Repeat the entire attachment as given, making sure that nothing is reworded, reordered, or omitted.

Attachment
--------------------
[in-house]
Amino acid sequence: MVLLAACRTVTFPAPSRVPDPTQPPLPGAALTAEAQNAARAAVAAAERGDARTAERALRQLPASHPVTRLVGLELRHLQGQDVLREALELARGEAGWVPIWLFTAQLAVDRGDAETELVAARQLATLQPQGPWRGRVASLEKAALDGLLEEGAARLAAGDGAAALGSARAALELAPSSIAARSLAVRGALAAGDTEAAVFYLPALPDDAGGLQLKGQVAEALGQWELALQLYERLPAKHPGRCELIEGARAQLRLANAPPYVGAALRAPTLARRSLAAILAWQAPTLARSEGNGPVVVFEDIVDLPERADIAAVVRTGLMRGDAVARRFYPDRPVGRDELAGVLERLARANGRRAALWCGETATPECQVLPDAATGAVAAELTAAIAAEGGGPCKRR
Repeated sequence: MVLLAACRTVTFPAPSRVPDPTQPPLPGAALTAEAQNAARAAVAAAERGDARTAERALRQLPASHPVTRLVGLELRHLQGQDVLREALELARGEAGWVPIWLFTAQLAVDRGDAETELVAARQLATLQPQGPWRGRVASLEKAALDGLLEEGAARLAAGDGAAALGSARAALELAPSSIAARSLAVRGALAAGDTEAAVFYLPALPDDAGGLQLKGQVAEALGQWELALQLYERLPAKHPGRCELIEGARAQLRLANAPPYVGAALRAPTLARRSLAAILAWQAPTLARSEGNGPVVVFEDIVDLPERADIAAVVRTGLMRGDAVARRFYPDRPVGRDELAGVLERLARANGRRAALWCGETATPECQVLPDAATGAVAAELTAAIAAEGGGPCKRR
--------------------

[in-house]
Amino acid sequence: MVLLAACRTVTFPAPSRVPDPTQPPLPGAALTAEAQNAARAAVAAAERGDARTAERALRQLPASHPVTRLVGLELRHLQGQDVLREALELARGEAGWVPIWLFTAQLAVDRGDAETELVAARQLATLQPQGPWRGRVASLEKAALDGLLEEGAARLAAGDGAAALGSARAALELAPSSIAARSLAVRGALAAGDTEAAVFYLPALPDDAGGLQLKGQVAEALGQWELALQLYERLPAKHPGRCELIEGARAQLRLANAPPYVGAALRAPTLARRSLAAILAWQAPTLARSEGNGPVVVFEDIVDLPERADIAAVVRTGLMRGDAVARRFYPDRPVGRDELAGVLERLARANGRRAALWCGETATPECQVLPDAATGAVAAELTAAIAAEGGGPCKRR
Repeated sequence: MVLLAACRTVTFPAPSRVPDPTQPPLPGAALTAEAQNAARAAVAAAERGDARTAERALRQLPASHPVTRLVGLELRHLQGQDVLREALELARGEAGWVPIWLFTAQLAVDRGDAETELVAARQLATLQPQGPWRGRVASLEKAALDGLLEEGAARLAAGDGAAALGSARAALELAPSSIAARSLAVRGALAAGDTEAAVFYLPALPDDAGGLQLKGQVAEALGQWELALQLYERLPAKHPGRCELIEGARAQLRLANAPPYVGAALRAPTLARRSLAAILAWQAPTLARSEGNGPVVVFEDIVDLPERADIAAVVRTGLMRGDAVARRFYPDRPVGRDELAGVLERLARANGRRAALWCGETATPECQVLPDAATGAVAAELTAAIAAEGGGPCKRR